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The New York migrant crisis up close
The New York migrant crisis up close | GZERO Reports

The New York migrant crisis up close

Since 2022, New York City has absorbed more than 170,000 migrants, mostly sent on buses by Texas officials from the US-Mexico border. Many of them are asylum-seekers who hail from South American countries facing political and economic upheaval, like Venezuela and El Salvador. But increasingly, people from Asia, western Africa, and the Caribbean have been making the difficult journey to the US via the southern border as well.

Unlike other so-called “sanctuary cities,” New York has a legal mandate, known as a consent decree, that requires the city to provide shelter to anyone who asks for it. But the already under-funded, under-resourced system is struggling to deal with the influx of so many people. Adding to the chaos, in October, the city changed its policy to require everyone in the shelter system to reapply for a bed every 30-60 days. For asylum seekers already trying to navigate byzantine legal and healthcare systems, the instability can have devastating consequences.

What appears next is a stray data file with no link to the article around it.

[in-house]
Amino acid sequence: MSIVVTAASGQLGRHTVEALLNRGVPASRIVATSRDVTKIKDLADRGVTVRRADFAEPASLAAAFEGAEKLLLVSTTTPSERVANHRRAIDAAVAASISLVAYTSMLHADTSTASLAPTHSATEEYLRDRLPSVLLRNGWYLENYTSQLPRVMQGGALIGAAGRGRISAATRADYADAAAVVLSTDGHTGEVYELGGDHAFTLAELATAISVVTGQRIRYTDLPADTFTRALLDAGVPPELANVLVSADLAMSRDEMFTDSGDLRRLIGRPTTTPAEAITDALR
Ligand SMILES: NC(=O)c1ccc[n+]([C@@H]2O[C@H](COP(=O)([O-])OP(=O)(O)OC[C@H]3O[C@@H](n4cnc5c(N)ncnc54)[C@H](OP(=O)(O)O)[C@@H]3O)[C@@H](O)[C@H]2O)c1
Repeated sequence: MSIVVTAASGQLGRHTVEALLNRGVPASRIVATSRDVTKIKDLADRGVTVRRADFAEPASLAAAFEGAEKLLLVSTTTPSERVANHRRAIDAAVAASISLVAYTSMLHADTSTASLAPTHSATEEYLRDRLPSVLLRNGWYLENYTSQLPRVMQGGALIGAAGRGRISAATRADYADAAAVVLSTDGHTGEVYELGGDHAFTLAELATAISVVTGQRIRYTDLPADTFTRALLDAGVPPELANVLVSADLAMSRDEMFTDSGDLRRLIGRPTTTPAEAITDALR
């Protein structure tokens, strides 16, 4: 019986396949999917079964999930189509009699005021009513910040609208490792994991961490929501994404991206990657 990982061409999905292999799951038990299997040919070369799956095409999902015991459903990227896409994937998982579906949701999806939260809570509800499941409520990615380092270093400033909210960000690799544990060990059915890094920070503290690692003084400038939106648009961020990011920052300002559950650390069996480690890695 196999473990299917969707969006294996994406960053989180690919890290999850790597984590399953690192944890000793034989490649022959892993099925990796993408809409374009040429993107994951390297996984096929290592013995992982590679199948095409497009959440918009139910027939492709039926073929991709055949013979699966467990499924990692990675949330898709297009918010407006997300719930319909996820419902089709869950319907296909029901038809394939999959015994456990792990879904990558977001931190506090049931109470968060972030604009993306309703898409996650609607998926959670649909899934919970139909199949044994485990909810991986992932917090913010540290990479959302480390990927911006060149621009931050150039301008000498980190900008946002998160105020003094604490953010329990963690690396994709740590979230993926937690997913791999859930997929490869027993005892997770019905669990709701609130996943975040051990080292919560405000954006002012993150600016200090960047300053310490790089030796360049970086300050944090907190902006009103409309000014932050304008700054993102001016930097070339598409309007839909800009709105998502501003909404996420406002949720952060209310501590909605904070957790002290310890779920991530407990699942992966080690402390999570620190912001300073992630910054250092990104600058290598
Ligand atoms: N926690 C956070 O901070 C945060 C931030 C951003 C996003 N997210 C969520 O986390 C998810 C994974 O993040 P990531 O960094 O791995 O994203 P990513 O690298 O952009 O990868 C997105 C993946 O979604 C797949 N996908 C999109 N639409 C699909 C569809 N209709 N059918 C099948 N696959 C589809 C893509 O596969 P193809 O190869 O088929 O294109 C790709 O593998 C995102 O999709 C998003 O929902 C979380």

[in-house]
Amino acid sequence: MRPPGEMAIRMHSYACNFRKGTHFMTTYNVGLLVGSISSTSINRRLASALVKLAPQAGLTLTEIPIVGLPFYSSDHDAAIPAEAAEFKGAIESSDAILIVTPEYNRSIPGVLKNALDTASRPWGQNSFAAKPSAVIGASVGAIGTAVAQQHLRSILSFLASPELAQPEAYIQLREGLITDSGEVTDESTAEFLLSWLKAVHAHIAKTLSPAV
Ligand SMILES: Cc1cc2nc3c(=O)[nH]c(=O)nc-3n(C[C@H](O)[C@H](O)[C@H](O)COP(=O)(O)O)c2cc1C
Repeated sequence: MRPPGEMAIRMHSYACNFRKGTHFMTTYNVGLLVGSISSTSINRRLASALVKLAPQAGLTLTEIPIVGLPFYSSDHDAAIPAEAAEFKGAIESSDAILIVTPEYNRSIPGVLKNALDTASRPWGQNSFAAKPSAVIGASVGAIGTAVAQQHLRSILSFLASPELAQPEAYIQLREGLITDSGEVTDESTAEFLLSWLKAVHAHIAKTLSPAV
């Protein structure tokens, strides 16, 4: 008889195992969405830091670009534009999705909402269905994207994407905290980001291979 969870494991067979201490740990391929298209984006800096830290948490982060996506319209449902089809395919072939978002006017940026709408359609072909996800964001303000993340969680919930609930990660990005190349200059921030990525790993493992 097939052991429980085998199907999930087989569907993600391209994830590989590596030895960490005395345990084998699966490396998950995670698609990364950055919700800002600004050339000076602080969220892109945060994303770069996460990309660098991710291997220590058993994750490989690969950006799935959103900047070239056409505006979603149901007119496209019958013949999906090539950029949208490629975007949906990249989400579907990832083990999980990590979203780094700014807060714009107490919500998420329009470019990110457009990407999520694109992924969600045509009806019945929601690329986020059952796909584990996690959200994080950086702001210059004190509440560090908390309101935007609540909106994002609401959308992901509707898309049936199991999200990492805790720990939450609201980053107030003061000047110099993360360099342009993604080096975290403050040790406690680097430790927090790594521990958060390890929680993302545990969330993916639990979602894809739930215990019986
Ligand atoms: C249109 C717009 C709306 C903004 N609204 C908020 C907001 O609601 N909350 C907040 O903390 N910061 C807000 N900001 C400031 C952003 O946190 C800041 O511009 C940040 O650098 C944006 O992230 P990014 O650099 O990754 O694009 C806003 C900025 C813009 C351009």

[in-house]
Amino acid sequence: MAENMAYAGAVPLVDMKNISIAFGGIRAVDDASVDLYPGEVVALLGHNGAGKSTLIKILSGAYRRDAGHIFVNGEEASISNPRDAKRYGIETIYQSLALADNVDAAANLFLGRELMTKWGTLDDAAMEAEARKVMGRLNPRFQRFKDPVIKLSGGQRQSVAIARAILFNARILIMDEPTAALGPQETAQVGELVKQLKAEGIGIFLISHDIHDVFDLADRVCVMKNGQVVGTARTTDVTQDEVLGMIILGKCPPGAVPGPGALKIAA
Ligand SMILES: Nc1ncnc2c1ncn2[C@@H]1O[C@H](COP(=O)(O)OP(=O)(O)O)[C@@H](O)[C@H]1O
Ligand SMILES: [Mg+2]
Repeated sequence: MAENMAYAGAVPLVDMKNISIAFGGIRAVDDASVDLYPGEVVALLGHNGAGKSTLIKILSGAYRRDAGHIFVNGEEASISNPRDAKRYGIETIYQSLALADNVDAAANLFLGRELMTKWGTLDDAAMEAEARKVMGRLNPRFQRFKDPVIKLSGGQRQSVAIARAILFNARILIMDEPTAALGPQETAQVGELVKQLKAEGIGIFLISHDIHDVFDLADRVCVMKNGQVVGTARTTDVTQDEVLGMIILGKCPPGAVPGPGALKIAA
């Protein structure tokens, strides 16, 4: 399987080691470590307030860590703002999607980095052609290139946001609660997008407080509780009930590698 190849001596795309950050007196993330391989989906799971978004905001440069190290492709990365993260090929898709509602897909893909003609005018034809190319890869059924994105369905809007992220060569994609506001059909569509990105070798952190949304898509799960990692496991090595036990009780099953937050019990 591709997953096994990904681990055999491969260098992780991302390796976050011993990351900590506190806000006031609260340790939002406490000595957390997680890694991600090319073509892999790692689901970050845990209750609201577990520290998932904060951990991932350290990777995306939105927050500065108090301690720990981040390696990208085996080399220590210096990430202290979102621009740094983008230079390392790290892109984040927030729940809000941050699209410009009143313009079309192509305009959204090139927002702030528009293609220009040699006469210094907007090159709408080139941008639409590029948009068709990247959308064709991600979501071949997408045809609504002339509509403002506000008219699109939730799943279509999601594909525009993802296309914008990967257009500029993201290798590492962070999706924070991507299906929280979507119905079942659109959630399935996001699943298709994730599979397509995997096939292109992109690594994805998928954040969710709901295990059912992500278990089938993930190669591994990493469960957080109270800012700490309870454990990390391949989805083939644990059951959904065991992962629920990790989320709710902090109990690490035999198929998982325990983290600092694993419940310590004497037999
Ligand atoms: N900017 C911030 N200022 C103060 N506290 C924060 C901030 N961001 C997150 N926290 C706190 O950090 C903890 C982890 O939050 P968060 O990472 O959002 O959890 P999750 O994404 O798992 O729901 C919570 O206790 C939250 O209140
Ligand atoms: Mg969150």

That’s why grassroots organizers like Power Malu of Artists Athletes Activists, Adama Bah of Afrikana, and Ilze Thielmann of TeamTLC have been stepping up to fill a major gap in the city’s immigration system: greeting arrivals, pointing them towards resources, providing food and clothing. Most crucially, they're help people understand their rights and apply for asylum, so they can get work permits and find permanent housing.

Speaking from the front lines of this crisis, the organizers say the city isn't fully meeting the needs of the migrants coming here, despite spending $1.45 billion on migrant costs alone in 2023. "The illusion is that they're in these beautiful hotels and they're getting all of these services and it's not true," Malu says, "That's why you have organizations like ours that have stepped up and had to change from welcoming to now doing case management, social services, helping them with mental health therapy."

GZERO’s Alex Kliment spent time on the ground with newly-arrived asylum-seekers and the volunteers to better understand the reality on the ground, how this current crisis getting so much national attention is functioning day to day, and if the city could be doing more to help.

GZERO has reached out to City Hall for comment and will update with any response.

Learn more about the organizations mentioned in this report:

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